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He also made the best cranberry-orange relish I’ve ever tasted, with the mushy part being pleasantly sweet from sugar and the best orange crop ever from one of our trees, and contrasting with lots of whole and nearly whole cranberries which burst upon the tongue with freshness and a tangy tartness.

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I am thankful for my health, for my family, for my friends, for having enough to eat, for all the variety of life, and for being a writer. I am also thankful for a new habit I have of thinking about things I like and appreciate for a minute and a half, first thing upon waking every day. This new habit is better than coffee for setting up a joyful day. I recommend it.

I signed a pledge not to shop on Thanksgiving. I am also not going to shop today! So there! I’m going to do my favorite thing: write.

Thanks for visiting, and enjoy the day.

Here are a few people who blogged about Thanksgiving:

http://cookiedoughkatzen.com/2013/11/29/the-holiday-season/

http://followthatleader.com/2013/11/29/being-thankful/

http://chasetheredgrape.com/2013/11/29/crossfit-energise/

A Thanksgiving day poem and highlights of a foodie

Love is what it’s all about–
but food is a close second.

Nia Simone, November 28, 2013

I was asking an Australian friend if they have any holidays that are basically about food. Not really. Okay, so I have several Australian friends, many of whom I’ve met through blogging, so pipe up if you disagree! Of course, as you know, the food in Australia is amazing, so perhaps we don’t need a specific holiday centered on feasting there.

Australia is my other home, and this is becoming clear as one fellow blogger thought I was Australian.  I love Australia and my Australian friends. Today is an American holiday, though, and I’m going to celebrate it by starting this celebration of food off with home-grown and home cooked foods before moving on to some of my international culinary samples.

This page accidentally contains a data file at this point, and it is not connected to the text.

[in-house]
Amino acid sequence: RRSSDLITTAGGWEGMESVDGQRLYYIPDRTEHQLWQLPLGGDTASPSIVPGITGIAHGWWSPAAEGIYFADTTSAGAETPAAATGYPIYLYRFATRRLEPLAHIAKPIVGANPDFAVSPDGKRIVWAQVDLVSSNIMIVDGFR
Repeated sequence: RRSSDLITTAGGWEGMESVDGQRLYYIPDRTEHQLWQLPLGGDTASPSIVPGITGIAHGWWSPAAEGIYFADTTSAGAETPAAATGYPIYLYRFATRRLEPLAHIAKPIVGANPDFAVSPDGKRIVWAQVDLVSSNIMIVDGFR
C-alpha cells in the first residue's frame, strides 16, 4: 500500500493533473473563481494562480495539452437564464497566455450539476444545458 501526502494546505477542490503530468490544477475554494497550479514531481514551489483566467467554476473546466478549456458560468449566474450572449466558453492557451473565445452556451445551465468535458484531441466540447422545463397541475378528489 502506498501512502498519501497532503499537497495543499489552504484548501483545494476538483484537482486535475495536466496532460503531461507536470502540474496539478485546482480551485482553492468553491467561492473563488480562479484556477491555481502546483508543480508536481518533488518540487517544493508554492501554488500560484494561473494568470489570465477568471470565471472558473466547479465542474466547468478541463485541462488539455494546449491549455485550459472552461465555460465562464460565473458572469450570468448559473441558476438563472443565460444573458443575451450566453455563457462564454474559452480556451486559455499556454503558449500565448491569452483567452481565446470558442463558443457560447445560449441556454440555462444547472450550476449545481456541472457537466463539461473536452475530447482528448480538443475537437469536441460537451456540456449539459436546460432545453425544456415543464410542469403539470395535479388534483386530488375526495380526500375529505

Home grown and home-cooked:

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Vegan Thai

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Getting closer
Lentil salad
Yummy ingredients
Yummy ingredients
Dinner time! (Very yummy)
Dinner time! (Very yummy)
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Vegan Thai with other veggies

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Greenwich Village Manhattan:

Turophilia (excessive love of cheese) Greenwich Village, sign outside the cheese shop
Turophilia (excessive love of cheese) Greenwich Village, sign outside the cheese shop
Day 6 GV Cheese store
A bit of cheese
Octopus, beer and a dolmata at Boukies, Greenwich Village
Octopus, beer and a dolmata at Boukies, Greenwich Village

Australia:

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Barramundi at Lorne
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Stuffed squid at a tapas bar in Melbourne, DeGraves Street
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Joe’s? I think, Sydney, by the river
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Smoked salmon at Joe’s in Sydney